Falcon's Fury to drop in Spring 2014 at Busch Gardens Tampa, as SeaWorld announces 50th anniversary celebrations
Published: June 11, 2013 at 8:44 AM
Busch Gardens Tampa this morning announced its new attraction for Spring 2014: Falcon's Fury, a 335-foot drop ride with a unique element -- you'll drop face-first, instead of in a traditional seated position.
The idea is that you're diving toward the Earth like a bird of prey. Here's a promotional video from the park, with more details about the ride:
In addition, Busch Gardens' sister parks over at SeaWorld today announced a "Sea of Surprises" promotion for the chain's 50th anniversary. (SeaWorld's original park, SeaWorld San Diego, opened in 1964.) The promotion starts in March 2014 and will run for 18 months, through the end of summer 2015.
Starting March 21, 2014, we invite guests to join us as we celebrate with new interactive experiences, new shows and daily entertainment, more up-close animal encounters throughout the park, and a Surprise Squad treating guests with prizes every day.
The promotions will run at all three SeaWorld parks -- San Diego, Orlando and San Antonio.
Falcon's Fury worries me a bit. Not only does it list a 60 MPH speed on a 335-foot high attraction (that height would sugesst an 80+ MPH freefall), but the sketches also seem to show a drop tower with a 24-person per-cycle capacity. That's extremely low for a ride that is likely to have a 3-5 minute cycle time.
Moser did really screw BGW with Mach Tower, but the ride is working really good this year (longer freefall) after nearly 2 years of mechanical issues. It's hard to tell from the sketches, but my guess would be that this will be an Intamin installation that is a modification of Acrophobia. Hopefully, whoever is manufacturing this ride learned a thing or two from the issues that Acrophibia sufferred through.
2014 is going to be quite a year in central Florida. I'm glad I'm waiting to take another big trip there until next year.
Published: June 11, 2013 at 10:12 AM
We asked earlier with Jim Dean as to the number of riders at a time and were told 32. --Outpost Orlando
When I heard that BGT might get a drop tower, I was less than excited, especially since it would be shorter than Lex Luthor at Magic Mountain. But, like many others, I find that the new seating position definitely makes this sound exciting. Color me impressed.
Now, who can make a drop tower where you tilt 90 degrees and have your BACK face the ground?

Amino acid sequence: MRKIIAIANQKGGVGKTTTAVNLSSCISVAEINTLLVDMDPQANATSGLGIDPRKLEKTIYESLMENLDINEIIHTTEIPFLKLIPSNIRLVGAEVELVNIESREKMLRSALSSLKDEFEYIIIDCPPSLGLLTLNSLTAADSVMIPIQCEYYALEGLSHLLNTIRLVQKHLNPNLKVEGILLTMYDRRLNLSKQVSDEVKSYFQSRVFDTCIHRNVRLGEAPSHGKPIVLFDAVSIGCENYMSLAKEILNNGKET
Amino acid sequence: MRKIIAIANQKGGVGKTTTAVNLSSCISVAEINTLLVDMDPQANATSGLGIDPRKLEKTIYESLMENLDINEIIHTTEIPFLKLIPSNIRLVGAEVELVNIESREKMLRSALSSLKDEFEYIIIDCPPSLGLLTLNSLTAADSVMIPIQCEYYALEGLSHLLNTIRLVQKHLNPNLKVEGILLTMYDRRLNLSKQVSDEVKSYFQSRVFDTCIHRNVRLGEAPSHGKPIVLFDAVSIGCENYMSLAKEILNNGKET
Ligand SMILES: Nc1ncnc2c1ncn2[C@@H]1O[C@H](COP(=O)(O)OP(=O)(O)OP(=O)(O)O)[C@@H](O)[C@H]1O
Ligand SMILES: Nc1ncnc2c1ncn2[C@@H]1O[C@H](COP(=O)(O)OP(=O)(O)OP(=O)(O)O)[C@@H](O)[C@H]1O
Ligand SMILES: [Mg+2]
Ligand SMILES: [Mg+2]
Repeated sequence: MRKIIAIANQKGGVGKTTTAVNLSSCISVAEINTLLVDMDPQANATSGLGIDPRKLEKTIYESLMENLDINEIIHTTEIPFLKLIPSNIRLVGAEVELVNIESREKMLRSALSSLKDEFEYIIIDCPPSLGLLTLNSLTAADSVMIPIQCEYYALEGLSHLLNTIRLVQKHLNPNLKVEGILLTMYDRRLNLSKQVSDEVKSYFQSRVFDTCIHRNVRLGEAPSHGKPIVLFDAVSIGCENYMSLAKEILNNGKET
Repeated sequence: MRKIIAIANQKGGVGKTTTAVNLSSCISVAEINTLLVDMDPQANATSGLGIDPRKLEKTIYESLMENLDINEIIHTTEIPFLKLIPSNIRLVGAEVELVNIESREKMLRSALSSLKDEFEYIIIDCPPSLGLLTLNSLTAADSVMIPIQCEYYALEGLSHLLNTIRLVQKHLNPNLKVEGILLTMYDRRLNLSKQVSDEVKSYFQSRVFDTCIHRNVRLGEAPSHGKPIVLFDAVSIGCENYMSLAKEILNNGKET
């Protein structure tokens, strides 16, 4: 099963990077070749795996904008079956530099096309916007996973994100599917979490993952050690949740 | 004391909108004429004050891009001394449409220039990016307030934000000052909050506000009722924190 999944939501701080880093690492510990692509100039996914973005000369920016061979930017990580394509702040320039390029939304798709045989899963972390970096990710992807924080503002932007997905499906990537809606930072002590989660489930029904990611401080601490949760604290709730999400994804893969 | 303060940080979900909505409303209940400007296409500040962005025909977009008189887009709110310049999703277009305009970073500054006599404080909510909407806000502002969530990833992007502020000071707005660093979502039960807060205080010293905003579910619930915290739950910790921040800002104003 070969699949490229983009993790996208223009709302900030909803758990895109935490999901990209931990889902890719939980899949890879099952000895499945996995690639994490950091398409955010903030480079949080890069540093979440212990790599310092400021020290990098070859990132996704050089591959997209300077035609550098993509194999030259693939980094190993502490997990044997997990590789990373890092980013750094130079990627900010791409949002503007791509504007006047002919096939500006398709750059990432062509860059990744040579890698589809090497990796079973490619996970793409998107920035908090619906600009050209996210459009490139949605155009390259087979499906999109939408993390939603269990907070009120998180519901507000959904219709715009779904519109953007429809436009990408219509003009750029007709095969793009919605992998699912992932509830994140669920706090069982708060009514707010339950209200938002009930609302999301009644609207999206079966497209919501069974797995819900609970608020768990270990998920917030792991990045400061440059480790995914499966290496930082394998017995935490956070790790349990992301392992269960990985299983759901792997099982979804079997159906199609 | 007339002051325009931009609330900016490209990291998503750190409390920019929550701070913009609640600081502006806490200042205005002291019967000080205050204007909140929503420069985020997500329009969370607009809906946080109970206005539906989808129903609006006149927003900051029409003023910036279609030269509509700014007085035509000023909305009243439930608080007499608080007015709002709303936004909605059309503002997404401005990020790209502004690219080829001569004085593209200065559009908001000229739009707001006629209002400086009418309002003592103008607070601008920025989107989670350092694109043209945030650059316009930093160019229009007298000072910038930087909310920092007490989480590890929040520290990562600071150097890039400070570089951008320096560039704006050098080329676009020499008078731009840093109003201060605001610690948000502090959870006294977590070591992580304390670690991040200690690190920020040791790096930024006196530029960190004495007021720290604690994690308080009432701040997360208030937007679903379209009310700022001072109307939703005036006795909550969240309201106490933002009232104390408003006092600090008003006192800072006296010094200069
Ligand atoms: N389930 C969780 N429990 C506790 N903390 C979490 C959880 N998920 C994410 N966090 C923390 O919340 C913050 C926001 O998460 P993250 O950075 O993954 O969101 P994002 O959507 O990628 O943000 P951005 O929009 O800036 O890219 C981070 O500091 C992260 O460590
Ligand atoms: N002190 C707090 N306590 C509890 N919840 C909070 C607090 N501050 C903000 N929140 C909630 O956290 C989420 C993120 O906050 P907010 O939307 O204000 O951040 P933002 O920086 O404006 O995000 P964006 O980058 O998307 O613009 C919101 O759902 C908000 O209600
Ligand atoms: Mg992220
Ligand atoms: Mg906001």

Thankfully this is not an S&S product which are easy to figure out because of their tower construction design. This new drop tower is coming from the king of this type of ride- Intamin.
Russell- This is not an 80+ mph ride. You're making that assumption based on roller coasters. The tower height is 335-feet, but important information is missing like the height the carriage rises to and the elevation at which the brakes begin. The uncontrolled freefall descent will be well less than 300-feet. The stated 335-foot height includes the mechanical crow's nest at the top of the tower. Also, the carriage begins from a complete stop where most roller coasters begin their descent with some momentum from the lift.
Kings Dominion holds the descent record at 272-feet and the carriage reaches a maximum speed of 72 mph.
The freefall descent I suspect will be in the low 200-foot range and the speed will be close to 70 miles-per-hour. The uncontrolled descent is going to be less because of the position of the rider.
Based on the Gyro Drop stats the theoretical capacity of this ride should be approximately 603-780 pph. However, in operation I suspect they'll get about 375-425 pph.
Published: June 12, 2013 at 8:31 AM
I don't care what this thing does. It replaced my favorite flat ride. I'm not happy about that.
How about we get a hyper or giga coaster at BGT in 2015?
Published: June 12, 2013 at 9:38 AM
(going into this comment, just know I'm not a fan of Free Fall rides anyway)
Does Sheikra not do something similar enough to the only element offered really by this Free Fall to make it really worthwhile for them to do something else?
Busch Gardens is better looking and done than most of the thrill parks (Six Flags, Cedar Fair) in the country. But they are starting to miss out on items that families can do together just like those parks.... If you were a family of four.... mom and dad and two kids maybe age 10 and 12 (and maybe the 10 year old is not wanting to ride Sheikra etc. yet.... and even if the 12 year old is a thrill seeker.... maybe the parents are not that hardcore with the thrills)..... what rides do they have that all members of the family can ride together and have a memorable experience that does not separate them at the park? And how many of those are newer rides from the past ten years that would draw re-visits?